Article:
After separation of the conductive layers into individual storage node plates 108, a layer of dielectric material 110 is deposited over the individual plates and over the substrate. Subsequently, a cell plate material 112 is deposited over wafer fragment 50 substantially filling the openings between adjacent storage node plates 108. The depositing cell plate material 112 can typically comprise forming such material to cover the substrate such that a thickness of such material is present above and over dielectric material 110. Accordingly, after depositing the cell plate material, a masking and patterning processing can be conducted to remove cell plate material from peripheral areas (not shown) and to form independent cell plates as depicted in FIG. 28.
  • [0097]
    An additional alternative processing to produce double-pitch plate capacitors is described with reference to FIGS. 29-38. Referring to FIG. 29 such shows continued processing of a wafer fragment 50 relative to that shown in FIG. 9. The further processing of the structure shown in FIG. 9 includes formation of a second insulative layer 120 over insulative layer 54. Material 120 can be, for example, an oxide material such as BPSG, or any other appropriate insulative material. A mask material 122 is provided over insulative layer 120 and is patterned to form a “single pitch” mask pattern having openings 124 such that the mask pattern repeating unit pitch is essentially identical to the plug pattern pitch (described above). Openings 124 in the patterned mask have an opening length designated l1.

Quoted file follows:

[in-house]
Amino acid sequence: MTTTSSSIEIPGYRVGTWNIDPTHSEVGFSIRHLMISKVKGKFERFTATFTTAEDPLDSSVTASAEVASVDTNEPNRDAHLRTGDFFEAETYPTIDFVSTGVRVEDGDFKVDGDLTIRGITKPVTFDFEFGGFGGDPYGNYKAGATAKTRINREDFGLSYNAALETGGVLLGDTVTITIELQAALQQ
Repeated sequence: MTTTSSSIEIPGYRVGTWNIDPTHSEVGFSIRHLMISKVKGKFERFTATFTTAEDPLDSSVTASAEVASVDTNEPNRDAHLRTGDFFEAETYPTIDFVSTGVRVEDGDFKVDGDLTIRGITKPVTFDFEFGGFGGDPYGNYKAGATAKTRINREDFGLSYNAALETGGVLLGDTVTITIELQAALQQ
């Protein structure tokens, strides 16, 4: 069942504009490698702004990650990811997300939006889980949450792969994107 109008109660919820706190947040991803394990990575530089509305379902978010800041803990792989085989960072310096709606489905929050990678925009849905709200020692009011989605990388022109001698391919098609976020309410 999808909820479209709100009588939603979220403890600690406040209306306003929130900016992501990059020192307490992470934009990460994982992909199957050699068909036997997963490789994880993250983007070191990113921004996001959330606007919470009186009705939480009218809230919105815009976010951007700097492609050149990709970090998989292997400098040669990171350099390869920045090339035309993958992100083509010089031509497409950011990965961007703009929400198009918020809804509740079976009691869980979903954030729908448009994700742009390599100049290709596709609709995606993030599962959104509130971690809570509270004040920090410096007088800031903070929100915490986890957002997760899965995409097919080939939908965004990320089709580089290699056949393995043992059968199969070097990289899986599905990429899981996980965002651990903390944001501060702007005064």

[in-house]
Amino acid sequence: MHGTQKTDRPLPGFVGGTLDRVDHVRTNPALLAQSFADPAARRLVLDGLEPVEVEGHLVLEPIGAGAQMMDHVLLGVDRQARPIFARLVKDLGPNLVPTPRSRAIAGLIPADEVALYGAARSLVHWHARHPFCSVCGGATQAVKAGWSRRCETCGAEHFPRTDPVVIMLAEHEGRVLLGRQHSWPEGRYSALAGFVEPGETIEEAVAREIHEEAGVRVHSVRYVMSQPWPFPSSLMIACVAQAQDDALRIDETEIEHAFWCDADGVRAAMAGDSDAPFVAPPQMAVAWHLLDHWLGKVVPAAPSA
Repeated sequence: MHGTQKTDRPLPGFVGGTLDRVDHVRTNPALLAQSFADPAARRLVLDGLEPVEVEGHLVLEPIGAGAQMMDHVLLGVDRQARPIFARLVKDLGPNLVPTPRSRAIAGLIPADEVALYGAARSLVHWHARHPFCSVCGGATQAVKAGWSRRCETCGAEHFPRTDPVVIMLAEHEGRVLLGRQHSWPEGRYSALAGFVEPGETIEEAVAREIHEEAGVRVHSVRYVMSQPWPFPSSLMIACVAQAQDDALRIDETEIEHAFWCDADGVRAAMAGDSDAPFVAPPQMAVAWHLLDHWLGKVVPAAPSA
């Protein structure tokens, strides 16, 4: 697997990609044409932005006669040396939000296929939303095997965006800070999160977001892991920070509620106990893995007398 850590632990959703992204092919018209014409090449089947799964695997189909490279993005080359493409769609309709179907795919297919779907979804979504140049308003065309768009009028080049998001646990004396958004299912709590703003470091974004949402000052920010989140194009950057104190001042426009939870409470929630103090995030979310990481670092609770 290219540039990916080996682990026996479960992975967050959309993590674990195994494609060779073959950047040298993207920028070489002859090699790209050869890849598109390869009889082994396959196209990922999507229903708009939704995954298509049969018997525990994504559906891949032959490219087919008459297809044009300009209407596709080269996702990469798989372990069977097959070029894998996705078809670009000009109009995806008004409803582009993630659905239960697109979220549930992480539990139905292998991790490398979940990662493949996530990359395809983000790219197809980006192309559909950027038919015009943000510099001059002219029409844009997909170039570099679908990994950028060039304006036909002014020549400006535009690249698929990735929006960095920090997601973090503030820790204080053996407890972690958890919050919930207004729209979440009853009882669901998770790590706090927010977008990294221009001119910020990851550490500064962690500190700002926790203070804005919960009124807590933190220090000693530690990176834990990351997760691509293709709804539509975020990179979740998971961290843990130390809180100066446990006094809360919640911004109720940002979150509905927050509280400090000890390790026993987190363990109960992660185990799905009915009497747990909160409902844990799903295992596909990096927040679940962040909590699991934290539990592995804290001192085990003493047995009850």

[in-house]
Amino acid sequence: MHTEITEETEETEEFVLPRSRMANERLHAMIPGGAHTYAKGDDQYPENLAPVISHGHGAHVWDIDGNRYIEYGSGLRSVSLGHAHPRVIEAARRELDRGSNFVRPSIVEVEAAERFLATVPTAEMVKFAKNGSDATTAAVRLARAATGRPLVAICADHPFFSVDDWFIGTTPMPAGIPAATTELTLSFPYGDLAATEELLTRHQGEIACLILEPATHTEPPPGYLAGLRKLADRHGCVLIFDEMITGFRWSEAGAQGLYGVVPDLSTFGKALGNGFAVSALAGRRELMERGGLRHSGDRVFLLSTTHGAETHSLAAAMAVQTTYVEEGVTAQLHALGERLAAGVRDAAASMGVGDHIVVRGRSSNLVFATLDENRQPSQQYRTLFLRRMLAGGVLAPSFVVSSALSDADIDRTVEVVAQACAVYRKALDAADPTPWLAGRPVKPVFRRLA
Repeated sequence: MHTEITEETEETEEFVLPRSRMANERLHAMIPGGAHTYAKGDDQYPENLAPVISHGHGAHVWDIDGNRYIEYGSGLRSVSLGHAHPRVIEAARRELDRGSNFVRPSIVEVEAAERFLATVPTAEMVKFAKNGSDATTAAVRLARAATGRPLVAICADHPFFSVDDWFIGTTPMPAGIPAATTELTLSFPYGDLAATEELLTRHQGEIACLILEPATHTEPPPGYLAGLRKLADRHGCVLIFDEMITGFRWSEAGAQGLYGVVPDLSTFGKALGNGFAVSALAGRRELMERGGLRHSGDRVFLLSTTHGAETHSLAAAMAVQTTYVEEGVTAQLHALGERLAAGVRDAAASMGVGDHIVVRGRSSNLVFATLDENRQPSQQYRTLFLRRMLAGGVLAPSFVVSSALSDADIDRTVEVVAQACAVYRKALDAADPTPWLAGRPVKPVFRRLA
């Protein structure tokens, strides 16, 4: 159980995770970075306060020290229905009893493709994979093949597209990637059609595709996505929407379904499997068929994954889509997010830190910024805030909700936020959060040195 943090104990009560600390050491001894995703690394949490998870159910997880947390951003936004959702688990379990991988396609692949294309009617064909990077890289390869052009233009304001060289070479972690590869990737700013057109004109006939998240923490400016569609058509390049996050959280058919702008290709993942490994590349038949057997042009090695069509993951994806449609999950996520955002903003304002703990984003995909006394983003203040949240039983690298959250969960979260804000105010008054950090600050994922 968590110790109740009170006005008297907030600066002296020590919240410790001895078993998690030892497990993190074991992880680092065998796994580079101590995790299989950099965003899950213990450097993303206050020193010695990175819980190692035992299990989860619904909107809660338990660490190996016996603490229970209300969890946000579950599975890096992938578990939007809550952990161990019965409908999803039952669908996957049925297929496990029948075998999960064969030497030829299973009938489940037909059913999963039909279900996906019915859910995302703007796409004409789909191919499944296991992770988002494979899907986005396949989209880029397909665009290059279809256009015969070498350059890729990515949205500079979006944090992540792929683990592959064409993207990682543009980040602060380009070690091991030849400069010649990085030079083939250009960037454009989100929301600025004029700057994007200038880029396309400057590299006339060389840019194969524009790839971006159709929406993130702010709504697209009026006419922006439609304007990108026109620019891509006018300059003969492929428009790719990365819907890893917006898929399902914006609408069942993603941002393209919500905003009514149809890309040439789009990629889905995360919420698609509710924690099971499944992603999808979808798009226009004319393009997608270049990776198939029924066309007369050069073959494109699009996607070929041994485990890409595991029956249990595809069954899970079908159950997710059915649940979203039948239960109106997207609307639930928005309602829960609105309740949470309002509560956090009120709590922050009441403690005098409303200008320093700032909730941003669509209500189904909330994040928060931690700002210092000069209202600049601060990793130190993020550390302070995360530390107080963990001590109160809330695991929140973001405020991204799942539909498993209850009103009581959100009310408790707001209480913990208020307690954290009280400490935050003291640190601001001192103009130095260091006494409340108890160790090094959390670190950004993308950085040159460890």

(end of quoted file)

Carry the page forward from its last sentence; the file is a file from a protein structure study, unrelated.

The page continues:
• [0098]
    Referring to FIG. 31, openings 124 are extended into material 120 to form trenches having initial trench width l1. Preferably, trenches 124 extend into material 54 thereby exposing surface 65 of contact plug 64 over a portion of each plug. The extending the openings to form trenches 124 can utilize etching techniques such as, for example, dry anisotropic etching. After formation of the plurality of trenches mask material 122 can be removed from over the resulting columns of insulative material 120 by, for example, resist stripping. Referring to FIG. 32, the resulting top view of the structure depicted in FIG. 31 is shown (where FIG. 31 is a cross-section take along line 31-31 of FIG. 32). Patterning and trench formation can preferably produce single-pitch openings which expose half of the upper surface 65 of each of the capacitor plugs 64 as illustrated.